A quick pregame session at Bar Huf: While not an official ADE venue, Bar Huf still offers first-timers an authentic Amsterdam experience. Located on a quiet street in the heart of the city, the bar contains a healthy mix of locals and tourists, while passersby migrate to neighboring restaurants and bars. At a table outside, I’m sandwiched between Andy Sherman and Dorothy Sherman, the sibling duo best known as Shermanology, as we discuss our musical interests, the city’s must-sees (like the Redlight District) and upcoming projects. Several Jager shots later, the night is still young.
Nervous Records & Risky Business pres. Kenny Dope, Benny Soto and more at the W Amsterdam: At around 12:30am, Amsterdam is an icebox. The 11 minute walk to the W Amsterdam feels longer than ever, though views of a 55 m (180-ft) ferris wheel illuminating Dam Square make the trek far more bearable. NYC-based promoter Benny Soto and Mike Nervous, President of Nervous Records, are behind the booth at the W Lounge, setting the party’s tone with a variety of tech house tracks.
Photo courtesy of Tom Doms
Thursday – Day 2
Celebrating the grand opening of Shelter: Overlooking Amsterdam’s bustling streets and waterfronts, A’DAM Toren was transformed into a multi-functional office tower that is now home to ID&T, Sony Music, MassiveMusic and more. Industry leaders convene at Amsterdam Tower’s The Loft in celebration of Shelter’s opening Thursday evening, which is located underground on the IJ riverbank. Boasting floor to ceiling windows and breathtaking views of the city, The Loft appeals to guests seeking a palatial experience, while downstairs, Jackmaster, Moodymann and more transform Shelter – a dark, rectangular space – into a slow-burning dance haven solely revolving around the music and its people.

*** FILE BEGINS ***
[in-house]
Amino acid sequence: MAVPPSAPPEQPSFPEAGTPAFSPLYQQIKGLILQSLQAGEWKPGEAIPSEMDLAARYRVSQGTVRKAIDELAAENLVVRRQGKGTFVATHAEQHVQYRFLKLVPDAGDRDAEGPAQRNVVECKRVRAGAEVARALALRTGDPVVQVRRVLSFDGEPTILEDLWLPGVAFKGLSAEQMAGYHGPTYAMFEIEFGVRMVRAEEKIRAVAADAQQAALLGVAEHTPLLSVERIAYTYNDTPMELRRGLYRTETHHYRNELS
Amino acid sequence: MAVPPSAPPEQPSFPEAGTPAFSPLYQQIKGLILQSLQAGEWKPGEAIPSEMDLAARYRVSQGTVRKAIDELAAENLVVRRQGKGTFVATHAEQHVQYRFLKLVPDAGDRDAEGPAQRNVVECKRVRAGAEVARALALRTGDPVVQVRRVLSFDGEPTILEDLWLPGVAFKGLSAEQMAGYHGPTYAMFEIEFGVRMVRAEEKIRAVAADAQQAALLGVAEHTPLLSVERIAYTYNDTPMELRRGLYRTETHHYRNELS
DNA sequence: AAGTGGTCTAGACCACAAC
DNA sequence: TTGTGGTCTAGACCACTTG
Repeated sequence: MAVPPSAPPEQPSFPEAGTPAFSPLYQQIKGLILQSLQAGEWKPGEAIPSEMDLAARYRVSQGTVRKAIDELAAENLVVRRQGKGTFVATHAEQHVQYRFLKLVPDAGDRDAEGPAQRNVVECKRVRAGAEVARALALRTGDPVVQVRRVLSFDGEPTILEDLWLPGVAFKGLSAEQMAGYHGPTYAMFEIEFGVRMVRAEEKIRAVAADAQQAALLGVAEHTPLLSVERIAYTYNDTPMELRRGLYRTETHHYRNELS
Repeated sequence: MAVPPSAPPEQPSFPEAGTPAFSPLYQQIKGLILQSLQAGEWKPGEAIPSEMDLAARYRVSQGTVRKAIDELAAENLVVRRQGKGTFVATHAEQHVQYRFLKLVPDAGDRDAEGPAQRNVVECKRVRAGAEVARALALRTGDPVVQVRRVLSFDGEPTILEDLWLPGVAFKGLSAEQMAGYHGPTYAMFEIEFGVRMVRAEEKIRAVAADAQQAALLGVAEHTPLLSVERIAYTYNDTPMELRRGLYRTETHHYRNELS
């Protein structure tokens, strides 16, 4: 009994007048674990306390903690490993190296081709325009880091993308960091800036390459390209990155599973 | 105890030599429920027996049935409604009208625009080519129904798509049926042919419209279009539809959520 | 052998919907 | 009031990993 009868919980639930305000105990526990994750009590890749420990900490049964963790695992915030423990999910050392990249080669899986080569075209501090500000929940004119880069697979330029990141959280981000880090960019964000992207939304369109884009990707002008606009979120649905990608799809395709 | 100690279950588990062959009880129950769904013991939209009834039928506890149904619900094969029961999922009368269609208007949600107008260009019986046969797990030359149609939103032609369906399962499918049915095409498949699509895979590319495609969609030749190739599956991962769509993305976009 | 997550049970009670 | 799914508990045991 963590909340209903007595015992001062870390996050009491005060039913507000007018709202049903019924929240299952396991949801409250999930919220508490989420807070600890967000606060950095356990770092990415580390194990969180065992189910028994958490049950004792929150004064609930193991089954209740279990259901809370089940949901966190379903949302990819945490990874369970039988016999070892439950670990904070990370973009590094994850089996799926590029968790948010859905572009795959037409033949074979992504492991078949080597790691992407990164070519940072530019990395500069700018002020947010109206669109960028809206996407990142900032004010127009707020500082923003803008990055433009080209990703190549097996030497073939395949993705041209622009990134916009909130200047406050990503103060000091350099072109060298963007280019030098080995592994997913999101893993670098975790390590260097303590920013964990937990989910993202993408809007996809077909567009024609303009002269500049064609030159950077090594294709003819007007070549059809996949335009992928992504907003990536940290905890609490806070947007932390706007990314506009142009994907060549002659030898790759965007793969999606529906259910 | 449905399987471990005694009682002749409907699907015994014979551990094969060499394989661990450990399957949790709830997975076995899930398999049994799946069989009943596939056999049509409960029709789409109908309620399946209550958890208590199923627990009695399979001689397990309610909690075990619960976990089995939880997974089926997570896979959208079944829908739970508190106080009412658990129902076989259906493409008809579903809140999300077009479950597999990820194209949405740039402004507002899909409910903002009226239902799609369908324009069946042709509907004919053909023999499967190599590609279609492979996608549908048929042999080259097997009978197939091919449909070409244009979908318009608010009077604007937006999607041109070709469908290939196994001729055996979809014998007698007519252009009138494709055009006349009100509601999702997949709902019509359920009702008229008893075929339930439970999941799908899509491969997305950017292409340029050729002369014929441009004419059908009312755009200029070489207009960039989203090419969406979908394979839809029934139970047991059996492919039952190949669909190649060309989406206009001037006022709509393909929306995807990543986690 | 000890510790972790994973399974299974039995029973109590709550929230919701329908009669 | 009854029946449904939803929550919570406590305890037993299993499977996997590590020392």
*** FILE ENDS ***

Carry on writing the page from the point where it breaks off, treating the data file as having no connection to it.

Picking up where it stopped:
Awakenings continues its 20-year celebration with five nights of techno: From Len Faki’s Figure Nacht to Adam Beyer’s Drumcode, iconic techno brand Awakenings celebrated its 20th anniversary (which occurred in April) in a big way during this year’s iteration of ADE. Five nights of hard-hitting acts effortlessly sold out the series, which again took place at Amsterdam’s famed Gashouder – a brooding, industrial venue with a capacity of 3,500.
I’m dropped off at the edge of Westerpark and instructed to simply “follow the signs.” Mildly confused, I keep an ear to the ground and, from several hundred feet away, begin to hear thumping basslines in the distance. The music creates an imaginary trail for unsuspecting fans as they snake through the park until reaching the dome’s majestic entrance. Inside, Dense & Pika are making the floors tremble while an array of triangular LEDs assembled into a trapezoid glow a bright blue above the stage. Meanwhile, red lasers burnish the expansive room as the masses patiently await Nicole Moudaber’s arrival.